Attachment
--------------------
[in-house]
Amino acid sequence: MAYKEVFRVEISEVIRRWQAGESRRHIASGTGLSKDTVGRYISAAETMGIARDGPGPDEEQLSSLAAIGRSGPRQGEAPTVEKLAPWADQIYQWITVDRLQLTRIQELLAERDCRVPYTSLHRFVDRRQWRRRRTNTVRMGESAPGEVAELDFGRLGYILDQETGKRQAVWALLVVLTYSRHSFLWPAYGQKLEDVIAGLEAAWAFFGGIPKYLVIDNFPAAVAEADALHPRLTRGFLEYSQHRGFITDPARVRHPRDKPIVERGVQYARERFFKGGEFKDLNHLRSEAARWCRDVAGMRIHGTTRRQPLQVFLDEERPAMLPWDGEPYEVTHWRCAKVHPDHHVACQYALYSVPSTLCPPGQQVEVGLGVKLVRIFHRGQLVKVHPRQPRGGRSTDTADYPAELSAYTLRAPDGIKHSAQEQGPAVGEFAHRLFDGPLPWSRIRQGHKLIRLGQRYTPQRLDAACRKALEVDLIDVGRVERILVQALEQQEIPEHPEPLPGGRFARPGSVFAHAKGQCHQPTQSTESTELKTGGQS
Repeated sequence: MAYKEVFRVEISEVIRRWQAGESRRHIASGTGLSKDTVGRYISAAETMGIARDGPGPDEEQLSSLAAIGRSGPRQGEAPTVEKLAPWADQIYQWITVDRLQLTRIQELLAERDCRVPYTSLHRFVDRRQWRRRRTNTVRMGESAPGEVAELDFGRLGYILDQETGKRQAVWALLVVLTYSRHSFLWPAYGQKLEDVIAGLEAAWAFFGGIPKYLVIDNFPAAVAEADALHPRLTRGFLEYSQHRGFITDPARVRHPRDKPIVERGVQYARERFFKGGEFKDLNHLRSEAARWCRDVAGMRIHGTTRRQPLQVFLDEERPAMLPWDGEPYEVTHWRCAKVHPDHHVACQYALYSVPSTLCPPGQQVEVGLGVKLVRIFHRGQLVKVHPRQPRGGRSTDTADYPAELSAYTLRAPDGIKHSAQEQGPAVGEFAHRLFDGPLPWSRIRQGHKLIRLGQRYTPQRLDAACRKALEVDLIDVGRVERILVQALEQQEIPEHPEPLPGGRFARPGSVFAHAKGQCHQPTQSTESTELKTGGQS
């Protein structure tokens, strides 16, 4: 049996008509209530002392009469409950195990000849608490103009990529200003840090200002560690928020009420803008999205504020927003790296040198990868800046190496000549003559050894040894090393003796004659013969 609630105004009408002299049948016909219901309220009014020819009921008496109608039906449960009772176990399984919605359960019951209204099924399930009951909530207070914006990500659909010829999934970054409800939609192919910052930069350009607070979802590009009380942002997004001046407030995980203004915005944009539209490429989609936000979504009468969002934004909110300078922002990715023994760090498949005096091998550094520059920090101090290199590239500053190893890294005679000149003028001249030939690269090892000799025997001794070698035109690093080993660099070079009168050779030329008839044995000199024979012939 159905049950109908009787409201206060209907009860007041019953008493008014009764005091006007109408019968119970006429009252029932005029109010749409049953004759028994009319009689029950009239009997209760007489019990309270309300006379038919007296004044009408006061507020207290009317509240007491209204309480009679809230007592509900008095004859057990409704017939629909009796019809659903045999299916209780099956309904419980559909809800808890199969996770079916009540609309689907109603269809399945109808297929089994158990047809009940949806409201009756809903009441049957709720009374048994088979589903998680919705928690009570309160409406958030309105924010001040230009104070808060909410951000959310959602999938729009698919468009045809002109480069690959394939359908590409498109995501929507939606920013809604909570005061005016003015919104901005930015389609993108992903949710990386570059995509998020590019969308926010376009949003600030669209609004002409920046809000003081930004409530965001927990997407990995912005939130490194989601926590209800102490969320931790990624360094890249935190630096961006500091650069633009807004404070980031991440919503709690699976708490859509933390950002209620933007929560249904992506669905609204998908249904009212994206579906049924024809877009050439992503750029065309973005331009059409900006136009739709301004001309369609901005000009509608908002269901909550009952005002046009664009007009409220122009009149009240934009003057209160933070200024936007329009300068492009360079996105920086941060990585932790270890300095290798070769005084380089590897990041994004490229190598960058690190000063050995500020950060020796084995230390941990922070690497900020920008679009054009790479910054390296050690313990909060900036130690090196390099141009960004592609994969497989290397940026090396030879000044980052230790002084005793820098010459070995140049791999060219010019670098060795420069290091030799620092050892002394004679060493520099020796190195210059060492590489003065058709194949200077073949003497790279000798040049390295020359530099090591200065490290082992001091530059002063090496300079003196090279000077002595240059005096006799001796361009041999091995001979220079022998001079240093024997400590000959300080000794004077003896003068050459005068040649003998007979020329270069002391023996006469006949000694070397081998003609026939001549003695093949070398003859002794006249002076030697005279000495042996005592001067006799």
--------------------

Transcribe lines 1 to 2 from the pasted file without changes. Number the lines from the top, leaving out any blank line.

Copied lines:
[in-house]
Amino acid sequence: MAYKEVFRVEISEVIRRWQAGESRRHIASGTGLSKDTVGRYISAAETMGIARDGPGPDEEQLSSLAAIGRSGPRQGEAPTVEKLAPWADQIYQWITVDRLQLTRIQELLAERDCRVPYTSLHRFVDRRQWRRRRTNTVRMGESAPGEVAELDFGRLGYILDQETGKRQAVWALLVVLTYSRHSFLWPAYGQKLEDVIAGLEAAWAFFGGIPKYLVIDNFPAAVAEADALHPRLTRGFLEYSQHRGFITDPARVRHPRDKPIVERGVQYARERFFKGGEFKDLNHLRSEAARWCRDVAGMRIHGTTRRQPLQVFLDEERPAMLPWDGEPYEVTHWRCAKVHPDHHVACQYALYSVPSTLCPPGQQVEVGLGVKLVRIFHRGQLVKVHPRQPRGGRSTDTADYPAELSAYTLRAPDGIKHSAQEQGPAVGEFAHRLFDGPLPWSRIRQGHKLIRLGQRYTPQRLDAACRKALEVDLIDVGRVERILVQALEQQEIPEHPEPLPGGRFARPGSVFAHAKGQCHQPTQSTESTELKTGGQS